'Good managers should view inspection and regulation as an opportunity to provide external reassurance and to ensure that minimum standards are met'
Inspection and regulation are powerful levers for change and can make a significant contribution to improving public health.
It is often assumed that public health means health improvement or health promotion and that this is about individual choice, which is not normally regulated.
However, there are three components to public health practice that carry with them public expectations regarding inspection and regulation.
Several inspectorates, covering many different sectors, are responsible for carrying out this work. Directors of public health, as joint appointments, are now inspected by the NHS and local authorities.
Examples of how inspection and regulation are used to improve public health include:
To ensure effective health protection
This covers a range of issues including infection control, emergency planning, health and safety, pollution, smoke-free public places and wider environmental issues.
To prevent ill health and promote good health
Inspection and regulation can ensure that all health and social care providers pay due attention to health promotion for their staff, patients and visitors, as well as delivering appropriate preventive health and social care along the patient pathway.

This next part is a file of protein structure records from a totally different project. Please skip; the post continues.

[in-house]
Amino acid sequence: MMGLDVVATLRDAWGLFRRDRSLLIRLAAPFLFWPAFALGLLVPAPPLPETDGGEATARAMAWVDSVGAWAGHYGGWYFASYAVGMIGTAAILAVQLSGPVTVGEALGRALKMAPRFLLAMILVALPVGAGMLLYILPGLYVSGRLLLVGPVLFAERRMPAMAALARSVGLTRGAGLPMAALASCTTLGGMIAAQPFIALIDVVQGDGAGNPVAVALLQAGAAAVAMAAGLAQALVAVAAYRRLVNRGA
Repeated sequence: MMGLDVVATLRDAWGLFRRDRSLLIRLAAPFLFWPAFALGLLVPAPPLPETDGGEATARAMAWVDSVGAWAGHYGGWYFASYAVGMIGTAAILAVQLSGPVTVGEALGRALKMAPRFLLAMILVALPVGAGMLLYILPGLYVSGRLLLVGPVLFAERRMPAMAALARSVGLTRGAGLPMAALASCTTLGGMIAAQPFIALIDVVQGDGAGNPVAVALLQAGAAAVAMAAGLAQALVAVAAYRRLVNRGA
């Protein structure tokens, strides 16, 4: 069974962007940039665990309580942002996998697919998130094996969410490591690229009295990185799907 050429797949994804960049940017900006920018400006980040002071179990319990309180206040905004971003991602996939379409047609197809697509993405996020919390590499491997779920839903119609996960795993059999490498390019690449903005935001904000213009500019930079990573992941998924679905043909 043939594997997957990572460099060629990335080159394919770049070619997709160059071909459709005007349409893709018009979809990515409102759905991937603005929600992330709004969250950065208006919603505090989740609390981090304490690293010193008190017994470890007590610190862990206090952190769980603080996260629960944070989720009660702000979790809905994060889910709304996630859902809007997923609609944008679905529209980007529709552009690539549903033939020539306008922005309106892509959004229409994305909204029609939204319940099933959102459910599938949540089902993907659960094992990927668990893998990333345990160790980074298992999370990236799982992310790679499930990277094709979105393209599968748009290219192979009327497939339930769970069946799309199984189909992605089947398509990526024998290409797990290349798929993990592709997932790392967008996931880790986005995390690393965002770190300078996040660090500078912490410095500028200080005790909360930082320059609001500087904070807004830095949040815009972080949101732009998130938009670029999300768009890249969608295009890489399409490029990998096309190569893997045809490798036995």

This area is increasingly recognised as crucial to health improvement because of the number of health and social care staff employed and the amount of contact these staff have with patients and clients.
It is also important that other agencies play their full role in prevention and in tackling the wider social determinants of poor health, and that the NHS plays its role in that partnership.
Equitable access to high-quality health and social care
The regulator can ensure that minimum standards are met for all population groups, and that they have fair access, regardless of social characteristics, so that health inequalities are addressed effectively.
Organisations sometimes view inspection and regulation as a burden. Good managers, however, should view inspection and regulation as an opportunity to provide external reassurance and to ensure that minimum standards are met.
The beneficial role that regulation can play in improving the public's health is already evident.
Regulation must continue to be developed with public health goals in mind so that all providers deliver an acceptable standard of prevention and health protection for their staff and patients.
Furthermore, commissioners should ensure that the expected standards. are met.
The current population health challenges mean it is essential that regulation be used to its full benefit.
This is especially relevant where other system levers fail to improve health or have a limited effect on promoting good health, and therefore fail to safeguard the public.
Dr Ruth Hussey is NHS North West regional director for public health.